Method Shower Cleaner Spray

Sunday, January 27th, 2008

Method Shower SprayI use Method cleaning products from Target for my day to day maintenance cleaning since it’s supposed to be non-toxic and better for the environment. I applaud the guys who started the company for their success in bringing green cleaning products at affordable prices to the masses. They even encourage less waste by selling bulk refills for their spray bottle products. Since I’ve used their stuff for a couple of years, I know they’ve also experimented a lot with their packaging design. (That’s gotta be pricey when it comes to experimenting with different bottles.) That’s why I was a little surprised that this two bottle system wasn’t designed better.

The goal is to decant liquid from the larger bottle into the spray bottle. The problem is that you either need a funnel or a steady hand to carefully pour from the wide spout into the narrow one on the spray bottle. Inevitably, some of the liquid will probably spill if you opt for the latter method (no pun intended). In all cases, the bottleneck (man they just keep coming) is the smaller of the two.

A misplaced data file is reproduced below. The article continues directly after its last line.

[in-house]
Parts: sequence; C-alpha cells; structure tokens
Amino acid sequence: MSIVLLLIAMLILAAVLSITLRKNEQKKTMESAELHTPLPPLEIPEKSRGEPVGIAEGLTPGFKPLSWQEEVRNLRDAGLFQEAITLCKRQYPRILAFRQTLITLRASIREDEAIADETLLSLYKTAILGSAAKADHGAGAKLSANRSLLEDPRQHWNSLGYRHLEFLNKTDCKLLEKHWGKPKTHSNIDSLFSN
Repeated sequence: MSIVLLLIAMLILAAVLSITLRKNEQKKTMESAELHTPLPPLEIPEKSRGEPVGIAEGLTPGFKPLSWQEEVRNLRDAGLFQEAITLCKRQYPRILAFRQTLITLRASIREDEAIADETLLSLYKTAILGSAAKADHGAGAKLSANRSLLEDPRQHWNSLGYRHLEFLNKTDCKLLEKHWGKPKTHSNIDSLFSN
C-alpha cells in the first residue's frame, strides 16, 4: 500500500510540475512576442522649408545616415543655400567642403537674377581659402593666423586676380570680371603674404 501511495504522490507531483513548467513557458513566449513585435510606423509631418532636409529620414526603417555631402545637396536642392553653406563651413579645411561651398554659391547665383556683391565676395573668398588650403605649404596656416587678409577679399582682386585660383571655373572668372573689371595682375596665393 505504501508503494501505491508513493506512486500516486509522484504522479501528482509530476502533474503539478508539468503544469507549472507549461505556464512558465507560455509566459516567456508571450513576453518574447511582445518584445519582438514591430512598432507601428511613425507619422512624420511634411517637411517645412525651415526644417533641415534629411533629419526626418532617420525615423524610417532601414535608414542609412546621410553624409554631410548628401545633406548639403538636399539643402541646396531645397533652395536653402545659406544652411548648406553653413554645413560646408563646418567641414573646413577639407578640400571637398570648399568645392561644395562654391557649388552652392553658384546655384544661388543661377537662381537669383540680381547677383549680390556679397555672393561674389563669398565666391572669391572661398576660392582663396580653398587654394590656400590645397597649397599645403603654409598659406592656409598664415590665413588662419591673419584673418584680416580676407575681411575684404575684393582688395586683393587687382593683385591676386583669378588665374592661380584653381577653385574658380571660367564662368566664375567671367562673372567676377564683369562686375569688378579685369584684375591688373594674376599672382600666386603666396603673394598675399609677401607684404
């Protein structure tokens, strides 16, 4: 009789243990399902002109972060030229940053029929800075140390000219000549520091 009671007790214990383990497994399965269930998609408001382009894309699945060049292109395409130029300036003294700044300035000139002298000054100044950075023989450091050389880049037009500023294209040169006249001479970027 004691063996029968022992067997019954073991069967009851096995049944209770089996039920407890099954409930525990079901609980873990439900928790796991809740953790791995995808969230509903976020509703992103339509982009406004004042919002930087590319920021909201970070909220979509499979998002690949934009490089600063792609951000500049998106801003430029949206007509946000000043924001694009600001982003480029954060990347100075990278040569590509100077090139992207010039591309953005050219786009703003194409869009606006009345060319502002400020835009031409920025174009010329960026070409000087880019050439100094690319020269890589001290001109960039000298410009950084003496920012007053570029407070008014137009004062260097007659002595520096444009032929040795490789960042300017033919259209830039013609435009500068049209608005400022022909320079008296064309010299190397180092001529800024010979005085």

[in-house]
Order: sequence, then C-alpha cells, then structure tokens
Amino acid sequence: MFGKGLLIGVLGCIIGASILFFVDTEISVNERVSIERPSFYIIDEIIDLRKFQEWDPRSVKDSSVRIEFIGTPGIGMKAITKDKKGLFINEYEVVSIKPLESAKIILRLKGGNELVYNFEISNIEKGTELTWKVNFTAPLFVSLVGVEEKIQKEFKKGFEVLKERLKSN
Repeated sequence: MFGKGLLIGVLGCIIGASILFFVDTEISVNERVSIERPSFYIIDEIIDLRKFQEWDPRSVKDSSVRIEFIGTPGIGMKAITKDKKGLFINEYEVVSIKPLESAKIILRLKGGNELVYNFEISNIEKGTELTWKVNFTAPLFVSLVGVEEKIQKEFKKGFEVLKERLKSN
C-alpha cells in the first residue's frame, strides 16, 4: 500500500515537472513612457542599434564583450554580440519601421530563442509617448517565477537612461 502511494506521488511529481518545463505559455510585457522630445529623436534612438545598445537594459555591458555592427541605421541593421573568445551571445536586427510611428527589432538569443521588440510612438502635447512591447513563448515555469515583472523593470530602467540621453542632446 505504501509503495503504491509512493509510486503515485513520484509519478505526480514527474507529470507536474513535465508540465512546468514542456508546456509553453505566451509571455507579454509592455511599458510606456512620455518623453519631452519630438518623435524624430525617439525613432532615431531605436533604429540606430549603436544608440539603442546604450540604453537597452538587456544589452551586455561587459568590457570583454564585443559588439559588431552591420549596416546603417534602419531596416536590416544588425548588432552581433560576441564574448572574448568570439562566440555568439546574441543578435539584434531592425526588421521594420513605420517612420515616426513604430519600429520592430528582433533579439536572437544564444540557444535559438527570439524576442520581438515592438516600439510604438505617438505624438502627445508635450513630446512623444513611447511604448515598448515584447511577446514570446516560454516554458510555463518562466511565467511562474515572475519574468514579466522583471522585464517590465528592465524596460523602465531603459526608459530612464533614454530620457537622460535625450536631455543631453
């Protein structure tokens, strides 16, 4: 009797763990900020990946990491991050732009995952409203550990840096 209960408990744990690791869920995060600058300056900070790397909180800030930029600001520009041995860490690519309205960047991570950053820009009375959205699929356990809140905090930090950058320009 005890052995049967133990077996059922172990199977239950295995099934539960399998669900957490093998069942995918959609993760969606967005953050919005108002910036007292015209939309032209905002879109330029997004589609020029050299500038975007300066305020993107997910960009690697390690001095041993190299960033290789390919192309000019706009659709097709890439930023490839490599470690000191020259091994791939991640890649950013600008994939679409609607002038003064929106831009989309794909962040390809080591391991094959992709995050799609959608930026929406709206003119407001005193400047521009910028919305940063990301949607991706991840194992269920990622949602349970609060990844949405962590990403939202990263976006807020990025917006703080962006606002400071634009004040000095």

One idea is to stick something like a dish soap spout on top of the larger bottle. This would probably be the cheapest option since it’s not a custom spout. The downside would be the rate at which it would dispense the replacement liquid. Another idea would be to use a bottle with a spout that is just slightly narrower than that of the spray bottle. My third idea would be some sort of retractable pouring/funneling mechanism built into the cap of the larger bottle. Something like those pour cups built into the caps of liquid detergent except it would flip over and screw on reversibly and allow liquid to pass through.

Maybe this is over-complicating the matter and everybody else has a clean funnel even though I don’t.

I like big buttons and I can not lie

Thursday, January 24th, 2008

Push the button